Joshua Josephs claimed his criminal record was clean when he applied for a service technician position with Pacific Bell in 1998.
Several months after the company hired him, PacBell received the results of Josephs' background check, which revealed some disturbing information. In 1982 Josephs was convicted of misdemeanor battery of a police officer and had been tried on charges of attempted murder, but found not guilty by reason of insanity. PacBell terminated him.
Josephs, a union member, filed a grievance for reinstatement, which the company denied. Soon after, Josephs filed suit alleging PacBell violated the ADA and the California Fair Housing and Employment Act by terminating him and refusing reinstatement.
A jury found in favor of PacBell on the termination claim, reasoning that the company fired Josephs on the nondiscriminatory ground of providing false information on his application. However, the jury found PacBell liable for failing to reinstate Josephs, and awarded him $1 million. In December 2005 the 9th Circuit upheld the lower court's ruling and denied rehearing en banc April 10.
"The danger of this case is that before a company can turn down someone with a violent past, it has to have some greater proof than it's good commonsense judgment to turn them down," says Richard Paul, a partner at Paul, Plevin, Sullivan & Connaughton and attorney for PacBell.
PacBell thought it was using good judgment when it refused to reinstate someone with Josephs' history into a position where he would be entering customers' homes, but ultimately, the decision violated the ADA. The appellate court highlights in its decision that a plea of insanity doesn't necessarily equate to mental illness that employers must accommodate under the ADA. Yet the court found that based on Josephs' insanity plea and his stay at a mental institution, PacBell assumed Josephs was mentally ill and refused to reinstate him on that prohibited basis.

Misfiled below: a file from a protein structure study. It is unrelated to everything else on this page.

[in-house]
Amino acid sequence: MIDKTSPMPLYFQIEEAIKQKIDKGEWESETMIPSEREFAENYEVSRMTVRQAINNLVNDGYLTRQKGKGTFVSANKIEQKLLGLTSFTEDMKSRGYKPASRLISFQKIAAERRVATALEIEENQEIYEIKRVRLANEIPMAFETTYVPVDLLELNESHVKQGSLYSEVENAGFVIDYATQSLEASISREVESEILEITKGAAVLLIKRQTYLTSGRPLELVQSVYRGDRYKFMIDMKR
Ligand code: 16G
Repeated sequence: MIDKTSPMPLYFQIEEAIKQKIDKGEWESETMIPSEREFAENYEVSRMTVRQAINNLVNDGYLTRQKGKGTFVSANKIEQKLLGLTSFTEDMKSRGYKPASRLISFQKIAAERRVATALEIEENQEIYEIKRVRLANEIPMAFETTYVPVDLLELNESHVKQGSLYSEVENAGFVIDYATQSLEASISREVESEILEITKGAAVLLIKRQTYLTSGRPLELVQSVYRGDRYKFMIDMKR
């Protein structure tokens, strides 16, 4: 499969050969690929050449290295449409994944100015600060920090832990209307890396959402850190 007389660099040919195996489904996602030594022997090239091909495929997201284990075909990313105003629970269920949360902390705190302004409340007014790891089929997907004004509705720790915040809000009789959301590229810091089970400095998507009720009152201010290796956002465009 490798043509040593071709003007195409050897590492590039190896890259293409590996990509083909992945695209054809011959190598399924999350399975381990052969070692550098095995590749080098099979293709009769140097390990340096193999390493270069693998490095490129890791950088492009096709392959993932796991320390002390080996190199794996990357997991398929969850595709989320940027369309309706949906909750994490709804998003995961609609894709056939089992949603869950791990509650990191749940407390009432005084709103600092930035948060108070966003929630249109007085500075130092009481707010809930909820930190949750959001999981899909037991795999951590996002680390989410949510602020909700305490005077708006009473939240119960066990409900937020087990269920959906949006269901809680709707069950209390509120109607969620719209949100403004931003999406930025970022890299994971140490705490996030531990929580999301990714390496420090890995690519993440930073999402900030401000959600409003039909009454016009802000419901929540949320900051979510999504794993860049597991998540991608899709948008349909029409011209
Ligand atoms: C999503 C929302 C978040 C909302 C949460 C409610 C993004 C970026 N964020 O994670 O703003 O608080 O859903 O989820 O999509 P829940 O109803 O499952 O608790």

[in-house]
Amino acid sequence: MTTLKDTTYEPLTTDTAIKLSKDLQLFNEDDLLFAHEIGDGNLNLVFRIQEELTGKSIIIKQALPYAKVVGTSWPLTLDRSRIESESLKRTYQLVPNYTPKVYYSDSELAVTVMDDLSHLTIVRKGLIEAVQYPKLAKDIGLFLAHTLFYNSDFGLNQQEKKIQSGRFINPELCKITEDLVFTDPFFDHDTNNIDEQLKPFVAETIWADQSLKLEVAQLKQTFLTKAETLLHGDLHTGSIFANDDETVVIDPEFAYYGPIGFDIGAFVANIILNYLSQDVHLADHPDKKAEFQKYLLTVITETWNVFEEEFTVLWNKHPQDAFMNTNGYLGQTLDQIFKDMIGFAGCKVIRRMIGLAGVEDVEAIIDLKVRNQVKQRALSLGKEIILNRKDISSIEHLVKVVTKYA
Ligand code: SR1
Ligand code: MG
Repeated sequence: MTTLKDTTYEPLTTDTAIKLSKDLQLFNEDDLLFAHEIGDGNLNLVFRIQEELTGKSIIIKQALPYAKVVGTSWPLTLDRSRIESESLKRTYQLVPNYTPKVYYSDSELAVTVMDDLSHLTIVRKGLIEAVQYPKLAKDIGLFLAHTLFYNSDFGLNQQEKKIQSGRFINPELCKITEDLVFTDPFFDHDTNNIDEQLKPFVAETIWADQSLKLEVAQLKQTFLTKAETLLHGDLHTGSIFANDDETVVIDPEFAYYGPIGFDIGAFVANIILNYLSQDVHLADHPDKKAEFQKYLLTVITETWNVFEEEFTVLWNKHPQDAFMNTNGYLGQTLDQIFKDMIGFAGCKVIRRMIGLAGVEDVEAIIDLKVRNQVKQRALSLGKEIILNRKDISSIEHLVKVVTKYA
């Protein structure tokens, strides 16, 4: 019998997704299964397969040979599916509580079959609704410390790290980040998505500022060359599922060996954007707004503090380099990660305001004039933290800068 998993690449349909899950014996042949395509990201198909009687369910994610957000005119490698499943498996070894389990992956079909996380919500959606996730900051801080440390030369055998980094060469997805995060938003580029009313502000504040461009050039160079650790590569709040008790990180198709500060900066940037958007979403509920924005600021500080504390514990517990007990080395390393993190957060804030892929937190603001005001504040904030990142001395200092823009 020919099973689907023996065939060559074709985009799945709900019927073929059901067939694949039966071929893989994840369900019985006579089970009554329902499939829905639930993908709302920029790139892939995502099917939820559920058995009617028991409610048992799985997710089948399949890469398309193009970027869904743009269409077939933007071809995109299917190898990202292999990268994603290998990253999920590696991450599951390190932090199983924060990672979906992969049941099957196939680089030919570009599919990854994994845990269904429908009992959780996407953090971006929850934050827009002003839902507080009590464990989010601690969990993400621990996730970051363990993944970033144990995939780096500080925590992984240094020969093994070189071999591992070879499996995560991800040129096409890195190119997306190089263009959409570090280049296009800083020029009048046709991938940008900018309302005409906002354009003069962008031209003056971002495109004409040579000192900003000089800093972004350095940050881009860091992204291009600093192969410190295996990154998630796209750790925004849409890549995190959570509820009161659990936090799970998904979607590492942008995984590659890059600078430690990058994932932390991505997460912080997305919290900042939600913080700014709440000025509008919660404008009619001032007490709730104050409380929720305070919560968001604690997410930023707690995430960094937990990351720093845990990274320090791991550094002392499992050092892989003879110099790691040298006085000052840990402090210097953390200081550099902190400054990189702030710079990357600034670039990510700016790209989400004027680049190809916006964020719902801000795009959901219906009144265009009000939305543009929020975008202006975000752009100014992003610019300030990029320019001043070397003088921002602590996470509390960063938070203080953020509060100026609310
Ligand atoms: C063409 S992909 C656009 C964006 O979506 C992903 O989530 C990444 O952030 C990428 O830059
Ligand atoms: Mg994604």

"The court found that PacBell should not have relied on his having had a history without there being any evidence that there was a current problem," says Judy Droz Keyes, a partner at Davis Wright Tremaine in San Francisco.
Furthermore, PacBell foiled its own argument once the court allowed the plaintiff to use statements made in the grievance process as evidence in the trial. During these grievance proceedings, PacBell managers openly expressed their fears that Josephs presented a threat.
"The jury looked at those statements and said, 'Obviously they took into consideration his mental disability,'" Paul says.
In hindsight, PacBell could have taken steps to avoid the Josephs case altogether. First, PacBell could have transferred Josephs to a different position, one that didn't allow him unsupervised entry into customers' homes. PacBell considered this option during grievance proceedings but balked.
"They didn't offer Josephs an alternative," says Margaret Hart Edwards, a partner at Littler Mendelson in San Francisco. "That's the most obvious thing they could have done differently."PacBell also could have required Josephs to undergo a fitness for duty examination.
"The employer has a right under all the federal and state disability laws to require that an employee undergoes a physical or mental examination," Keyes says. "PacBell just relied on the fact that he had spent time in a mental institution."
Finally, PacBell could have refused to hire Josephs until after the background check was complete.
Regardless, PacBell's situation was not an easy one. It had to weigh the liabilities associated with a discrimination claim versus liabilities arising from an injured customer.
"PacBell was on the horns of a dilemma," Edwards says. "If it had reinstated Josephs into this position, and then he assaulted or killed a customer, the company would have been sued for negligent hiring."